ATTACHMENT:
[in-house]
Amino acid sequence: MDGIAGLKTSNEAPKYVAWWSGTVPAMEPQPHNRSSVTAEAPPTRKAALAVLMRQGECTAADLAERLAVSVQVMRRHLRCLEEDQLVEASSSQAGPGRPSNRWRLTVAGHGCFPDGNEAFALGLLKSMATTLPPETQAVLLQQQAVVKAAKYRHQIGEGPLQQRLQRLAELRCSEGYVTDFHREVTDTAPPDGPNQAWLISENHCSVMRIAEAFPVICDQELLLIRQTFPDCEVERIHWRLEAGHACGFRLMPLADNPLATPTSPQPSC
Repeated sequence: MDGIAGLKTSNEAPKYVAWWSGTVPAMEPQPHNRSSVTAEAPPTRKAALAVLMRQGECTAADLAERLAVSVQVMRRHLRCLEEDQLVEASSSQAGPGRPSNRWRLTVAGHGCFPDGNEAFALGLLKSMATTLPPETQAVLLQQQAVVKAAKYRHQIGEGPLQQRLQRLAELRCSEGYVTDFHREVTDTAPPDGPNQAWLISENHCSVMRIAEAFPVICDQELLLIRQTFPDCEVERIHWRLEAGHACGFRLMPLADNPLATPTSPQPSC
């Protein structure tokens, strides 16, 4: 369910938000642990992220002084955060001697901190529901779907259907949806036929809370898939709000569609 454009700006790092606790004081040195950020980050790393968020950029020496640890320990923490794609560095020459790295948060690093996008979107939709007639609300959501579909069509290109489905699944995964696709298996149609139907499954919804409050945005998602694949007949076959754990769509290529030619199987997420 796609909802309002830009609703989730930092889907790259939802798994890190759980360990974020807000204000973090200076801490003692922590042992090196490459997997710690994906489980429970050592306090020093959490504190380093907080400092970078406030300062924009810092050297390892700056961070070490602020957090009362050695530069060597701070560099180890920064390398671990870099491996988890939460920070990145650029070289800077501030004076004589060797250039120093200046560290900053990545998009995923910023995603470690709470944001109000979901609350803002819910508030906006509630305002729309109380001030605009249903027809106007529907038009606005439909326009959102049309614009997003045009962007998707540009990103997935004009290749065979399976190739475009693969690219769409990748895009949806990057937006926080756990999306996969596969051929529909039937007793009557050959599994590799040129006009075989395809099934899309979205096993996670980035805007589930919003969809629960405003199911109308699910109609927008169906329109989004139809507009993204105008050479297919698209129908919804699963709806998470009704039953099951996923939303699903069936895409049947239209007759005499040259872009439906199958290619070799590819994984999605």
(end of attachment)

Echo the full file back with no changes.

[in-house]
Amino acid sequence: MDGIAGLKTSNEAPKYVAWWSGTVPAMEPQPHNRSSVTAEAPPTRKAALAVLMRQGECTAADLAERLAVSVQVMRRHLRCLEEDQLVEASSSQAGPGRPSNRWRLTVAGHGCFPDGNEAFALGLLKSMATTLPPETQAVLLQQQAVVKAAKYRHQIGEGPLQQRLQRLAELRCSEGYVTDFHREVTDTAPPDGPNQAWLISENHCSVMRIAEAFPVICDQELLLIRQTFPDCEVERIHWRLEAGHACGFRLMPLADNPLATPTSPQPSC
Repeated sequence: MDGIAGLKTSNEAPKYVAWWSGTVPAMEPQPHNRSSVTAEAPPTRKAALAVLMRQGECTAADLAERLAVSVQVMRRHLRCLEEDQLVEASSSQAGPGRPSNRWRLTVAGHGCFPDGNEAFALGLLKSMATTLPPETQAVLLQQQAVVKAAKYRHQIGEGPLQQRLQRLAELRCSEGYVTDFHREVTDTAPPDGPNQAWLISENHCSVMRIAEAFPVICDQELLLIRQTFPDCEVERIHWRLEAGHACGFRLMPLADNPLATPTSPQPSC
């Protein structure tokens, strides 16, 4: 369910938000642990992220002084955060001697901190529901779907259907949806036929809370898939709000569609 454009700006790092606790004081040195950020980050790393968020950029020496640890320990923490794609560095020459790295948060690093996008979107939709007639609300959501579909069509290109489905699944995964696709298996149609139907499954919804409050945005998602694949007949076959754990769509290529030619199987997420 796609909802309002830009609703989730930092889907790259939802798994890190759980360990974020807000204000973090200076801490003692922590042992090196490459997997710690994906489980429970050592306090020093959490504190380093907080400092970078406030300062924009810092050297390892700056961070070490602020957090009362050695530069060597701070560099180890920064390398671990870099491996988890939460920070990145650029070289800077501030004076004589060797250039120093200046560290900053990545998009995923910023995603470690709470944001109000979901609350803002819910508030906006509630305002729309109380001030605009249903027809106007529907038009606005439909326009959102049309614009997003045009962007998707540009990103997935004009290749065979399976190739475009693969690219769409990748895009949806990057937006926080756990999306996969596969051929529909039937007793009557050959599994590799040129006009075989395809099934899309979205096993996670980035805007589930919003969809629960405003199911109308699910109609927008169906329109989004139809507009993204105008050479297919698209129908919804699963709806998470009704039953099951996923939303699903069936895409049947239209007759005499040259872009439906199958290619070799590819994984999605």